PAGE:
I would have to say The Great Gatsby, Gone with the Wind and Wuthering Heights. You wouldn’t call the three classically romance novels. All three have unfulfilled love stories. But it is precisely this that draws me to them.

Judy balan2nd lead judy balan

‘Comedy as a coping tool’

Actually, I write romantic comedy which often tends to be the subversion of romance. It’s more about the pursuit of love and the accidents that happen along the way – a theme I happen to be more familiar with than straightforward romance. And it’s also a genre I grew up watching and loving and it’s what I turn to when I’m feeling low. I loved what I read somewhere recently: ‘Comedy helps you live with who you are.’ It’s true and having used comedy as a coping tool during my own rough patches, I suppose I want to contribute.

‘More hahas, less emo’

My mantra for the younger writers: More hahas, less emo. What I mean is, young writers ought to bring in more fun elements or comedy in their writing and try to be less overtly emotional.

Favourite romance novels

Last Chance Saloon by Marian Keyes, Love Story by Erich Segal and of course, Bridget Jones’ Diary by Helen Fielding.

Preeti Shenoy2nd lead preeti

Different faces of love

I am strictly not a romance writer, I write about relationships. My books are relationship stories dealing with realistic issues and grave choices that people are forced to make at certain points in their life. Love is a deep-rooted feeling and my books deal with different aspects of love. My last book, ‘It’s all in the Planets’, deals with four people: a tech geek who has this hot girlfriend and a woman who is engaged to a Mr Perfect. Each couple goes through their own set of problems; despite finding what they perceived was ‘love’.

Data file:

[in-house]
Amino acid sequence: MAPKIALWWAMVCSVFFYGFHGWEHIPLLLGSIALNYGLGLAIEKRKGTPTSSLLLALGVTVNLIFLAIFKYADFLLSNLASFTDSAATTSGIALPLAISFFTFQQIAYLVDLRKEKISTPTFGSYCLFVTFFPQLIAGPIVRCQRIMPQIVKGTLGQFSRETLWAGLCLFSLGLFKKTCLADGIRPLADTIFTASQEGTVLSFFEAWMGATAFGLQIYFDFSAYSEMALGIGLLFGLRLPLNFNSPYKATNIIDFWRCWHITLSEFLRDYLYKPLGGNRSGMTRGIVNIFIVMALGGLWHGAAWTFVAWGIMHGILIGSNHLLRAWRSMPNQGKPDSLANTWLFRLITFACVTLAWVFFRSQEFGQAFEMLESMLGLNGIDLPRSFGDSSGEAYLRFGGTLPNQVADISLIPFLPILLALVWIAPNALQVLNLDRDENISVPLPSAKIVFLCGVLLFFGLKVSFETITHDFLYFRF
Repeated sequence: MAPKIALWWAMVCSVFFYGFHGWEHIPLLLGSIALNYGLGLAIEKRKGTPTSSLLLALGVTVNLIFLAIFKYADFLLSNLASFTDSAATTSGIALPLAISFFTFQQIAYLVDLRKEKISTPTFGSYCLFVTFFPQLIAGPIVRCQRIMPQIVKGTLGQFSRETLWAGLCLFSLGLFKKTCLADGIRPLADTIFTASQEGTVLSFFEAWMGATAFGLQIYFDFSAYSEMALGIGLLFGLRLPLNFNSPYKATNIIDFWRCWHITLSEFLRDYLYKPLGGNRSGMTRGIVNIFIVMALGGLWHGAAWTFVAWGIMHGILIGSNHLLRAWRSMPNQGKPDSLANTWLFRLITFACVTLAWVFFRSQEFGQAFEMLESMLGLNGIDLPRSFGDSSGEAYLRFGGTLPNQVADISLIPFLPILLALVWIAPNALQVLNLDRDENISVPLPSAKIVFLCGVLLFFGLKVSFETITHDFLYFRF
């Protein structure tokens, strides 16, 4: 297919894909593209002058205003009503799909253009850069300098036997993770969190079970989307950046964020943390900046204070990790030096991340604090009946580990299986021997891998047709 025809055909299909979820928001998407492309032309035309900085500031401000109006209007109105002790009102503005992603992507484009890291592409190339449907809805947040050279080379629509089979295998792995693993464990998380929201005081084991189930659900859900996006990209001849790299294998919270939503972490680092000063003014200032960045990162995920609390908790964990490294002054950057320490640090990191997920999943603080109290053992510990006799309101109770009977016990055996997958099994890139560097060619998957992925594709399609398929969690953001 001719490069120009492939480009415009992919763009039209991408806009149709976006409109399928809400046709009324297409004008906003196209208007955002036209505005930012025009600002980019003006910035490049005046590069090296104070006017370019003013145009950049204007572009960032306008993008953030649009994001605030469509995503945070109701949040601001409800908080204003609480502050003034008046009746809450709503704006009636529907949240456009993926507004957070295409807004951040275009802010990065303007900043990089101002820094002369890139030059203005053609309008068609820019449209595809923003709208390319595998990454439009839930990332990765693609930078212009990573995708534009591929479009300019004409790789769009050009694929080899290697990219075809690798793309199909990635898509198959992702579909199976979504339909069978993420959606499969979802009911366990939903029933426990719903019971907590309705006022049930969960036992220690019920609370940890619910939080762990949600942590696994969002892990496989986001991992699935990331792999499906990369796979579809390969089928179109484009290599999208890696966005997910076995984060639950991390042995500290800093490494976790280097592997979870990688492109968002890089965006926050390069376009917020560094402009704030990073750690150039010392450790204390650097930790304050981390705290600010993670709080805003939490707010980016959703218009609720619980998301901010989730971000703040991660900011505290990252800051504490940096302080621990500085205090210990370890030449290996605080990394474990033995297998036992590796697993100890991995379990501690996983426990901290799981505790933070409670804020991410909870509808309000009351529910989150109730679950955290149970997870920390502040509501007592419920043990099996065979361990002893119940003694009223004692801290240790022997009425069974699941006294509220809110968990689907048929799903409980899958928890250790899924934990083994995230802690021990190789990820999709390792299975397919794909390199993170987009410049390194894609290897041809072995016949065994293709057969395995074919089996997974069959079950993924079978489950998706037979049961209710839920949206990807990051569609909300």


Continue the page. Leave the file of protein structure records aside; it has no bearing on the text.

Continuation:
Slotting books into categories like ‘romance’ is what book-sellers do: You will slot a Nicholas Sparks, Danielle Steele, in the romance category, but they all deal with different kinds of love. Love runs much deeper than that phase where you promise to get your beloved the stars and the moon.

Read more, write more

Not just to a romance writer, but to any writer I would say: Read, read and read; write, write. Also, grow up a bit before you decide to write about love. Deep love isn’t something that happens at the age of 20. What probably happens at young age might seem like love, but love is something that comes with experience and is not to be mixed with the heady intensity of passion of the youth. It is with experience that you realise what love entails. And love is not limited to young people; it can happen at the age of 40, or 60 or even later. Deeper your life experiences the more powerful is your understanding of love.

Favourite romance novels

I am not much of a ‘romance’ reader; but I enjoy a good story. If I were to name three books that have deeply moved me they would be: The Every Seventh Wave by Daniel Glattauer,  Japanese Lover by Isabel Allende, and The Guernsey Literary and Potato Peel Pie Society by Mary Ann Shaffer & Annie Barrows.

The reason why I like the books so is because they describe the excruciating agony that each character goes through in the book in a realistic manner which deeply moves you and changes your perspective of looking at life.